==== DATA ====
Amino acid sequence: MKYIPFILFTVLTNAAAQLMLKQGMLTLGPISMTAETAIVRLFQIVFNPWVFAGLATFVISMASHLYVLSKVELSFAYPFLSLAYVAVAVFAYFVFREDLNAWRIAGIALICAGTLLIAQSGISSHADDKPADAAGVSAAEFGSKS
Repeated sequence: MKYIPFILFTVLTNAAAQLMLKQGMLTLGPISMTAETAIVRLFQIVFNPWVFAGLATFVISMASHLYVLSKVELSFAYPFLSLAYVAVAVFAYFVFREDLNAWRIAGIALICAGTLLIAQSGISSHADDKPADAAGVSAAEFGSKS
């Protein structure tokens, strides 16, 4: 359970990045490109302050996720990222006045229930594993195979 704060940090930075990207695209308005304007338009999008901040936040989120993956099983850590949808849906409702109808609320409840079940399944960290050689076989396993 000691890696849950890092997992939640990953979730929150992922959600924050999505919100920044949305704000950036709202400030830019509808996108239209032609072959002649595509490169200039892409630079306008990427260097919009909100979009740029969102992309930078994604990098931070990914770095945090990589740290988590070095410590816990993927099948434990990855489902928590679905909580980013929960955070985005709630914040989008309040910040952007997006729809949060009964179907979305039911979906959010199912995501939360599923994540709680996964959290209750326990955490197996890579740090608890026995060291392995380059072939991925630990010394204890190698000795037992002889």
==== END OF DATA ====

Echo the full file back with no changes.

Amino acid sequence: MKYIPFILFTVLTNAAAQLMLKQGMLTLGPISMTAETAIVRLFQIVFNPWVFAGLATFVISMASHLYVLSKVELSFAYPFLSLAYVAVAVFAYFVFREDLNAWRIAGIALICAGTLLIAQSGISSHADDKPADAAGVSAAEFGSKS
Repeated sequence: MKYIPFILFTVLTNAAAQLMLKQGMLTLGPISMTAETAIVRLFQIVFNPWVFAGLATFVISMASHLYVLSKVELSFAYPFLSLAYVAVAVFAYFVFREDLNAWRIAGIALICAGTLLIAQSGISSHADDKPADAAGVSAAEFGSKS
């Protein structure tokens, strides 16, 4: 359970990045490109302050996720990222006045229930594993195979 704060940090930075990207695209308005304007338009999008901040936040989120993956099983850590949808849906409702109808609320409840079940399944960290050689076989396993 000691890696849950890092997992939640990953979730929150992922959600924050999505919100920044949305704000950036709202400030830019509808996108239209032609072959002649595509490169200039892409630079306008990427260097919009909100979009740029969102992309930078994604990098931070990914770095945090990589740290988590070095410590816990993927099948434990990855489902928590679905909580980013929960955070985005709630914040989008309040910040952007997006729809949060009964179907979305039911979906959010199912995501939360599923994540709680996964959290209750326990955490197996890579740090608890026995060291392995380059072939991925630990010394204890190698000795037992002889």